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Section Editors' highlights

New Content ItemWelcome to the BMC Family Practice Section Editors' highlights page. Here, the Section Editors have chosen recent papers published in their section of the journal that are of particular importance or interest to highlight to a wider audience.

A changing landscape: how do GPs cope with uncertainty in diagnosis?

Chosen by:  Norbert Donner-Banzhoff

The incidence of acute coronary syndromes has been declining in developed countries, but people consult more often than before for chest pain. Other aetiologies than coronary heart disease therefore become more frequent. How do GPs cope with this change? This qualitative study among Flemish and Dutch GPs shows that clinical judgment is still the key for responsible decisions. They see only a limited the role for technology to reduce the inevitably high uncertainty.

Did shared decisions about treatment help people recover faster?

Chosen by:  Chris Burton

This was a well designed trial of adding shared decision making about treatment to the primary care management of acute back pain. Did shared decisions about treatment help people recover faster? No; while the study fell short of its recruitment targets, there were no differences in outcome between patients who went through a shared decision process and those that didn't. As is so often the case, the informative part of a complex intervention study comes in thinking about why it didn't work. In the discussion, the authors draw attention to the tension between implementing guidelines on treatment and implementing guidelines on shared decision making and they point out that other aspects of communication (such as creating positive expectations for recovery) may be more important in situations like dealing with acute back pain.

How do patients and clinicians view the challenges of patient safety?

Chosen by:  Carolyn Chew-Graham

Multimorbidity (the presence of two or more long-term conditions) is an increasing challenge for people with the conditions (in terms of illness and treatment burdens) and for health care professionals in health services today.  Ensuring patient safety is vital, but often considered only when failure occurs.  This paper reports a triangulation of data obtained from interviews with patients and carers, observation of consultations and electronic health records. Data from six cases are presented in the Results section.  The authors suggest that patient safety work places a further burden on patients and clinicians, and point to a tension between the desirability of  minimally disruptive medicine versus safety risks, possibly associated with what authors describe as ‘under’ or ‘over’ consultation. The authors highlight that whilst clinician-patient communication is important, the systems in which care takes place are important as well.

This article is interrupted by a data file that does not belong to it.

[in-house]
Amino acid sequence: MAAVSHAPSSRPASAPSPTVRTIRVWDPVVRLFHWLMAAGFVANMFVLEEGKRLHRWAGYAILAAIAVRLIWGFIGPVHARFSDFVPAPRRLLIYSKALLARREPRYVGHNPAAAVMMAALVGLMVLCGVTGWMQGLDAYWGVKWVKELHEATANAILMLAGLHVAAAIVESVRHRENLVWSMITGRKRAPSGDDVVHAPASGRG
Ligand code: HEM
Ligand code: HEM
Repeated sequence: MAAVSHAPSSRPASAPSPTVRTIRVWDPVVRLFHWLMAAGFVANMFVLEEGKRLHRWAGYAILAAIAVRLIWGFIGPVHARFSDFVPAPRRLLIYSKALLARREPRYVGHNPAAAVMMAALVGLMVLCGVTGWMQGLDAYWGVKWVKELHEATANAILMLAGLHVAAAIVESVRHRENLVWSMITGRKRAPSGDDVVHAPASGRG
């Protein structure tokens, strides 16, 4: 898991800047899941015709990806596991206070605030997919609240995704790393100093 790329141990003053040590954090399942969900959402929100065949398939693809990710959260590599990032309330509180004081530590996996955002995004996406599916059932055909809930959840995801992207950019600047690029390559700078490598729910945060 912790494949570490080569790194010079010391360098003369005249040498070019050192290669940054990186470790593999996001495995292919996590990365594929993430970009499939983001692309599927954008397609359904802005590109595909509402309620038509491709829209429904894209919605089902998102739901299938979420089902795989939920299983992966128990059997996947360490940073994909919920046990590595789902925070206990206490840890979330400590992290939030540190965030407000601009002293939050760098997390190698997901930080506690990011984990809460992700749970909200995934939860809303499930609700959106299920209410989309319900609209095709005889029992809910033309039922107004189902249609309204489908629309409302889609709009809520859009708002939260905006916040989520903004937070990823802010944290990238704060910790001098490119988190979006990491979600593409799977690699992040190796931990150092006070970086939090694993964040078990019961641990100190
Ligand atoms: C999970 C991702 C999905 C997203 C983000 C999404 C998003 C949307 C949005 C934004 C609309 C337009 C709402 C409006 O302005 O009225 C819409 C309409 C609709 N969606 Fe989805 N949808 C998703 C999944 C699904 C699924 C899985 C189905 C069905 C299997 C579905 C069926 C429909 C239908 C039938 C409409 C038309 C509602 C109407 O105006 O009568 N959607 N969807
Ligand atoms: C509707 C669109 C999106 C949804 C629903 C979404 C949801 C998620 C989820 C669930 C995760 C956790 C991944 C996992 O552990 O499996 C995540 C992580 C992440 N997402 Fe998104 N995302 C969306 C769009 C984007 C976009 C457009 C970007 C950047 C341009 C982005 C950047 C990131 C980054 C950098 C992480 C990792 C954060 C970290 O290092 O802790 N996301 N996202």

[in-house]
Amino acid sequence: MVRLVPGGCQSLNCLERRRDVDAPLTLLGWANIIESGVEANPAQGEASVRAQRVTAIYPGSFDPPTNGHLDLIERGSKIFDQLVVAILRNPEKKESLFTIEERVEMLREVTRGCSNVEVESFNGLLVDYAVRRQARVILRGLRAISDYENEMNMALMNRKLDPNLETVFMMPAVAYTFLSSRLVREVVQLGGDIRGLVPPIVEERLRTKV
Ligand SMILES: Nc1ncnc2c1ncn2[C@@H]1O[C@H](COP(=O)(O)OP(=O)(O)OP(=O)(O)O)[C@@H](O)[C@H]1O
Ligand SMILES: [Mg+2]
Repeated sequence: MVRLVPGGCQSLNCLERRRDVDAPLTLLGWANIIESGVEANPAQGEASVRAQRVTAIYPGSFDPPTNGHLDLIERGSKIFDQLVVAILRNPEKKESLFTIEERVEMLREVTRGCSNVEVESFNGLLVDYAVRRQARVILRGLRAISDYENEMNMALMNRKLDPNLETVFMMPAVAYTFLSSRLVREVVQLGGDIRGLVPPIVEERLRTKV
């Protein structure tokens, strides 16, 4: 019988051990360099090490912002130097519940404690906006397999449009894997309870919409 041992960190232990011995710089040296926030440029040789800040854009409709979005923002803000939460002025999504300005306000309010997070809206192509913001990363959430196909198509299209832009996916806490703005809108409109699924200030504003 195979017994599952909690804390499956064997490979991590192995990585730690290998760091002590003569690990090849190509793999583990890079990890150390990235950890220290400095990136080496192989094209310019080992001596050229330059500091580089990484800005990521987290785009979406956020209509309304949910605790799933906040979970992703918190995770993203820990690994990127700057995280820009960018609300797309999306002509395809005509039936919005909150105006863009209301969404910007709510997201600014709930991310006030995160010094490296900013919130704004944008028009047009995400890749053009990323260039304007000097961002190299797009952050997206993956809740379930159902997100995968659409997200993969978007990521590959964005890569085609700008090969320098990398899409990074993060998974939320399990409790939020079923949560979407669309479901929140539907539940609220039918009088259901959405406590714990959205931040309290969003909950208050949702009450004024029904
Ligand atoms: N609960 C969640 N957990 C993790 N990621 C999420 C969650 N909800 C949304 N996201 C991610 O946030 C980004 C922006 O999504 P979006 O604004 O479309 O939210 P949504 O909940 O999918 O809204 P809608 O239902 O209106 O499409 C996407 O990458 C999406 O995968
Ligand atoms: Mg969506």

How does heart failure affect mortality in patients with COPD?

Chosen by:  Christos Lionis

I have chosen this paper by Kaszuba, et al since it addresses two chronic diseases that are both frequent and less-recognised in clinical practice, namely heart failure and chronic obstructive pulmonary disease (COPD), while it reports the important impact of heart failure on mortality in patients with COPD.  Multimorbidity has been recognized as an important and challenging subject in primary health care (PHC), while COPD and heart failure are included among the frequent chronic conditions that seek care from PHC. This observational study reports a large register-based prospective cohort study from Sweden and its key message is that heart failure has an important impact on mortality in patients with COPD. The study concluded that the mortality in patients with COPD and co-existing heart failure was strongly associated with age, male sex and other co-morbidities.

Which chronic disease management interventions have shown benefits for both professionals and patients?

Chosen by:  Cindy L.K. Lam

Addressing chronic disease is a major challenge for healthcare systems around the world. Primary care is uniquely situated to play a key role in both prevention and treatment of chronic conditions. There is growing literature on chronic disease management in primary care, and this systematic review addresses the need to understand which interventions are effective, for whom and in what context. Self-management support interventions, which were the most common, had the highest frequency of improvement, while other types of interventions showed limited benefits in specific contexts. This study highlighted the need for more and better self-management education as well as the need for increased research into other interventions to improve chronic disease management.

What determines whether patients with schizophrenia visit a GP?

Chosen by:  Mark Harris

The physical health of patients with severe mental illness is recognised as an important priority for health systems around the world.  This observational, cross-sectional study in Spain uses a multilevel modelling to explore factors associated with GP visits.  This identified not only patient factors but also health service characteristics and organisational factors that increased or decreased the likelihood of GP use by this vulnerable population.